Tuesday, October 22, 2013

Writing when you are not an expert

When I lived in England I had a rule.  No soap operas.  I forbade myself to watch Emmerdale, Eastenders, and Coronation Street because once you get involved you start following a particular storyline and then before you know it BAM.  You are hooked and cannot live without knowing who it was that burnt down the underwear factory, or who shot Phil Mitchell.  You can see that my rules were not always followed.

But when I moved to Cyprus everything changed.  New job, new routine, new home, new roads, new food, and new language.  In many respects at the beginning everything was so unfamiliar I may as well have been on the moon.  I didn’t know anyone or anything with the exception of my husband.  I am sure than in the first few weeks I walked around with a constantly surprised/confused look on my face.  Especially when somebody spoke to me.

The biggest thing to tackle was without doubt the language, and this is an ongoing challenge.  I am reasonably ‘fluent’ now, but still at times I meet somebody with such a strong accent that I feel like I haven’t learnt a single thing since day one, and I am left slack jawed and stupid looking when I don’t understand.  But luckily I am not shy, and don’t care about making mistakes, and it’s a good job because there have been plenty.  One example that stands out from the rest occurred whilst describing what I thought was a snowball fight to my in-laws.  It turns out it is very easy to get one word wrong and make this a very different story.  One that included balls of a very different nature.
But my previous rule about not watching soap operas has slowly dwindled.  You cannot imagine the excitement of watching the television in a foreign language and understanding for the first time.  It was like Christmas had come, and Santa Claus had brought it to me personally.   But what started off as a language learning exercise quickly turned into crack-like addiction and now there is not a night that goes by without watching a show called (insert bad translation) The Waltz of the Twelve Gods.
But there is another reason that I never wanted to watch soap operas, and that is because they just, well, aren’t really that good.  We’ve all seen the fight scene that left us laughing rather than concerned, or the kiss that looked more like their lips accidentally got glued together than passion had overcome them.  But why is this?  One theory is this.  The writer didn’t know how to write it.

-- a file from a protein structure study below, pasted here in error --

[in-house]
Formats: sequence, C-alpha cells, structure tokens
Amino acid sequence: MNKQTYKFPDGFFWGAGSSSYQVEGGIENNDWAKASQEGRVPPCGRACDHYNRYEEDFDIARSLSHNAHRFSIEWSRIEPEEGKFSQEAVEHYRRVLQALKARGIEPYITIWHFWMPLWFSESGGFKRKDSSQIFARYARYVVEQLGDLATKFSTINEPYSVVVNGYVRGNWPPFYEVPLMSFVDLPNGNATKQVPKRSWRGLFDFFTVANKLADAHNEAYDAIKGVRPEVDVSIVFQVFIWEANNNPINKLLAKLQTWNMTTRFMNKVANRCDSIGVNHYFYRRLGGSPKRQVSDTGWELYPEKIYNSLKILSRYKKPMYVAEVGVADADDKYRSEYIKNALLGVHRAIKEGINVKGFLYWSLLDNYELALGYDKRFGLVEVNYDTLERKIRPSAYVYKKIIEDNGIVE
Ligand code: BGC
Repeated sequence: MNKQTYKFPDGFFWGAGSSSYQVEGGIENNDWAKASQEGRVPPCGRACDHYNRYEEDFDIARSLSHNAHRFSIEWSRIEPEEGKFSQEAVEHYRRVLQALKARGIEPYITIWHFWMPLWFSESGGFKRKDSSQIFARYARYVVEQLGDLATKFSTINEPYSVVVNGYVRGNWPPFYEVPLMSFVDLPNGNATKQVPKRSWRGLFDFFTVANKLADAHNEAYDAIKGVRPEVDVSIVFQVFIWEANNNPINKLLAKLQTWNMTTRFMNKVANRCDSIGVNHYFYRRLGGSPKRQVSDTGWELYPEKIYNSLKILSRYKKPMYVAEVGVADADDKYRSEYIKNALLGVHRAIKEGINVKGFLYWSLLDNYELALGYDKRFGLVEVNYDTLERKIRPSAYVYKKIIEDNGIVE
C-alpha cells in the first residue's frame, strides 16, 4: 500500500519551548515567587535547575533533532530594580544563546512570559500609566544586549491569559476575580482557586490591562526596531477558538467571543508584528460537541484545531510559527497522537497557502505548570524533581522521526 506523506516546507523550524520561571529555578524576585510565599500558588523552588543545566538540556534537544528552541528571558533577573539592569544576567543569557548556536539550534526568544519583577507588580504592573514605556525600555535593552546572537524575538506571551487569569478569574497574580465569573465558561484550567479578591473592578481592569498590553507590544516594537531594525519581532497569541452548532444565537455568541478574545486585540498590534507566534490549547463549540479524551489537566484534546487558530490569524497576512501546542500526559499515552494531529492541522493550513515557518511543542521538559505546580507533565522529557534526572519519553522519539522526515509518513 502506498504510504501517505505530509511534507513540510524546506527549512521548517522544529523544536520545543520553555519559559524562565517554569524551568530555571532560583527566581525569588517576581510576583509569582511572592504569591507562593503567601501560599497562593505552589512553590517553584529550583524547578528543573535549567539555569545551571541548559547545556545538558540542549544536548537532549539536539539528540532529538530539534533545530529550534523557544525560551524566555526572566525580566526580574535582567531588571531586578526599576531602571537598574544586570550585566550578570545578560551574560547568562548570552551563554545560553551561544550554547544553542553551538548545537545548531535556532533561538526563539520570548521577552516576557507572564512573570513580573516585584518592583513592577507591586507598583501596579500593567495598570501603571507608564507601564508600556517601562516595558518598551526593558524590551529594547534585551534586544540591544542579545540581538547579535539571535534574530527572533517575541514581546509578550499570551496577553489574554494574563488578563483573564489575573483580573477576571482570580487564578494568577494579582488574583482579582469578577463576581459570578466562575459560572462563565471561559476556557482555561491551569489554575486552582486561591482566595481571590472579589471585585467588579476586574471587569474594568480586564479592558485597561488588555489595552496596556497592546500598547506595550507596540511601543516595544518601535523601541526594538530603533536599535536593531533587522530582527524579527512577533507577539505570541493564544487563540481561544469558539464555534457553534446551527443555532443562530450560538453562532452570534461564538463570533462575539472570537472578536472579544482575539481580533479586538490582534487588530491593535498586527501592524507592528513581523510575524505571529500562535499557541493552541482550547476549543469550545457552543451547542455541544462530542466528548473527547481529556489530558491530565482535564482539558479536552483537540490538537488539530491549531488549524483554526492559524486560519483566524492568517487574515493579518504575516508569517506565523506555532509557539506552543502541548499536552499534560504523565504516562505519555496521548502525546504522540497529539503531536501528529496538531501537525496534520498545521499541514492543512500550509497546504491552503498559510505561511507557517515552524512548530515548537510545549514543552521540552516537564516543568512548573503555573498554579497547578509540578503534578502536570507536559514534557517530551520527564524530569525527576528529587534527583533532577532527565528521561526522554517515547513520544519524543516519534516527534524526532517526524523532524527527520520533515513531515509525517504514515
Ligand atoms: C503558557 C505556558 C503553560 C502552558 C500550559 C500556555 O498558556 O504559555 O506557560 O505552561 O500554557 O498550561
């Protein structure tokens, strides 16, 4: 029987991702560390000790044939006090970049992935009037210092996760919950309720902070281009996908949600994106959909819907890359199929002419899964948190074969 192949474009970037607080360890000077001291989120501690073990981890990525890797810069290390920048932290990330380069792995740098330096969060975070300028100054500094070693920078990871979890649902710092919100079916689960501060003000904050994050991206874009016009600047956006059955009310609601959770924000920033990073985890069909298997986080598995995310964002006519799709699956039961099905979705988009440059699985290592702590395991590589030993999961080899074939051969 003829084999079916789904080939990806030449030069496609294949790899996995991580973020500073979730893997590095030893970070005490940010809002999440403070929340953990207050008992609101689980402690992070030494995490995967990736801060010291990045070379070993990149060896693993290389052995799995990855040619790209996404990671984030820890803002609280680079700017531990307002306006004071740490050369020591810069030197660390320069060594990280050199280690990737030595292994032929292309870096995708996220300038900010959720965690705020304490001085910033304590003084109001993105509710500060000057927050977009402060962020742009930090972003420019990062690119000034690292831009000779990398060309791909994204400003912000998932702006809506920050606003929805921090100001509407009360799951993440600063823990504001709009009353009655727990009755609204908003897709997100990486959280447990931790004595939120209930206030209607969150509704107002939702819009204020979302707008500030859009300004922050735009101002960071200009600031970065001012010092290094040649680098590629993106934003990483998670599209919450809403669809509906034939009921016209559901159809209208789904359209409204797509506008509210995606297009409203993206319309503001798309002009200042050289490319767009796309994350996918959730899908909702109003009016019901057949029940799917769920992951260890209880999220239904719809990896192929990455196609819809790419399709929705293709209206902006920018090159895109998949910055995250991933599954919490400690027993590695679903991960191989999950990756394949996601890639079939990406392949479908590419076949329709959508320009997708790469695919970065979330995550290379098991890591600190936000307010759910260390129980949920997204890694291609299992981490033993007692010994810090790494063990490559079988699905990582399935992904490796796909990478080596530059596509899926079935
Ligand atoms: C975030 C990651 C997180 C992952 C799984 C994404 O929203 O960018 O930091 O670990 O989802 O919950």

So let’s take an example from last night’s viewing.  There is a big exit scene of the main star.  She is leaving the show.  Best way to exit has to be a death, right?  Now one thing I have witnessed in real life more times than I can count on any number of hands is death.  It tends to work that way when you work in a hospital for fifteen years.  What most people would be surprised about when things go wrong in a hospital is how calm everybody manages to stay.  OK, of course there is a bit of drama and there is a sense of urgency, but the staff involved know when somebody has a cardiac arrest there is a job to be done.  Somebody will manage an airway, somebody will start chest compressions, somebody will secure IV access if it hasn’t already been done, and in the case of where I used to work somebody will most likely call a cardiothoracic surgeon to come and help us out.  So because everybody knows what they are doing you’ll most likely have plenty of people that just look like they are hanging around.  There will be drips going up, drips coming down, somebody shouting I can’t find a vein, somebody else shouting that they are charging the defibrillator, and somebody else looking shattered and sweaty from the chest compressions.  It’ll look like chaos.  But organised chaos.  Ask anybody who worked in a ‘crash team’ to describe this situation, and this is roughly what you’ll get.  There are lots of good examples in film and television.  So how can a writer get it so wrong?  How can it look so fake?  Do the general public even know it looks fake?